Monday, July 2, 2012

Tea With Mussolini



I love movies that fit into the category: once is never enough, actually I'm pretty sure all of the Victorian Swag ladies love movies in that category. See, for example, my Classics series or Sally's Proposals series, there's just something about those films that make you smile or move you to tears and never fail to give you that cup of tea and warm blanket in front of the fireplace feeling. Bonus points for period pieces, because you know those are going to bring out ALL THE FEELINGS. And since we like to be nothing if not thorough in educating y'all about acceptable ways to swoon and other such Victorian appropriate pursuits, I feel it's only proper that I give one of my favorite period films its due. Let's raise our glasses (champagne, of course!) to Tea With Mussolini. Salute!

Our film is, of course, set in Italy, Firenze (Florence), to be exact, before the beginning of WWII. It's a story of friendship, between some rather indomitable English greats: Judi Dench, Maggie Smith, Joan Plowright. (Yes, Cher is in this movie, but don't let that deter you!) We get a glimpse into the life of these rather proper ladies and their great love for Italian art and culture. 

One of the driving stories is that of Mary Lucas (Joan Plowright) and Luca, an Italian business man's bastard who she takes in and raises as her own. His relationship with the Scorpioni, as the British ladies are called, will have you heart clutching. I promise! And his transformation from boy to swoon-worthy lad will assure that your petticoats go up in flames.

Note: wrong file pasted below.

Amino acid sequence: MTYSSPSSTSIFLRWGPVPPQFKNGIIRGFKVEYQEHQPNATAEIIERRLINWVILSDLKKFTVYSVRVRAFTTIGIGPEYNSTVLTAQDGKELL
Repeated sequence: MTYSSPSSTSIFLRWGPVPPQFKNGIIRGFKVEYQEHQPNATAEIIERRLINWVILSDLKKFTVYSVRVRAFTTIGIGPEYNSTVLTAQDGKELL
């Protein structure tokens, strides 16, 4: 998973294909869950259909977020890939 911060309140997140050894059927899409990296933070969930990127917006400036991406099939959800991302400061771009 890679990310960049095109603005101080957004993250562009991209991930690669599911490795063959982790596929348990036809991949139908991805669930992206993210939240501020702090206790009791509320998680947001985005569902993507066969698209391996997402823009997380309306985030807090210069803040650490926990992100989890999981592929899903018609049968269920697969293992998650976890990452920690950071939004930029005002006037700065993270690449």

And lest you think that the film is all dialogue and no action, let me assure you that you'll be on the edge of your seats when the great ladies face Mussolini and attempt other daring feats that lesser mortals would not even try. 

Judi Dench as the artistic and vibrant Arabella will leave you simultaneously giggling and wishing that she was your grandmother. Because who doesn't dream of having a fabulously artistic and ballsy older lady who says inappropriate things as their grandmother (actually, that does sound a lot like my grandma). 

Then there are the costumes. OH MY! I would kill for the outfits: the gloves and pearls and hats and dresses and umbrellas. They're exactly what one would envision of the pre-war era:

Tea With Mussolini gets a solid 8/10 on the FEELINGS scale. There are secret escapes, near-death experiences, a young boy nurtured by an expat community, breath-taking scenery, a lovely score, glorious costumes, and A-list actors. 

And just where are the pictures of dreamy grown-up Luca, well, I'm glad you asked:
BAM oh, HELLO
Since the internet isn't being cooperative, you'll have to settle for the trailer instead of the plethora of clips I planned on inserting in this post. I promise that once you watch it, this film will be added to your already large rotation of period dramas and miniseries. Enjoy!

1 comment:

  1. I have never seen this.... I KNOW!!!!!!!! I'm sorry! I will fix my life!

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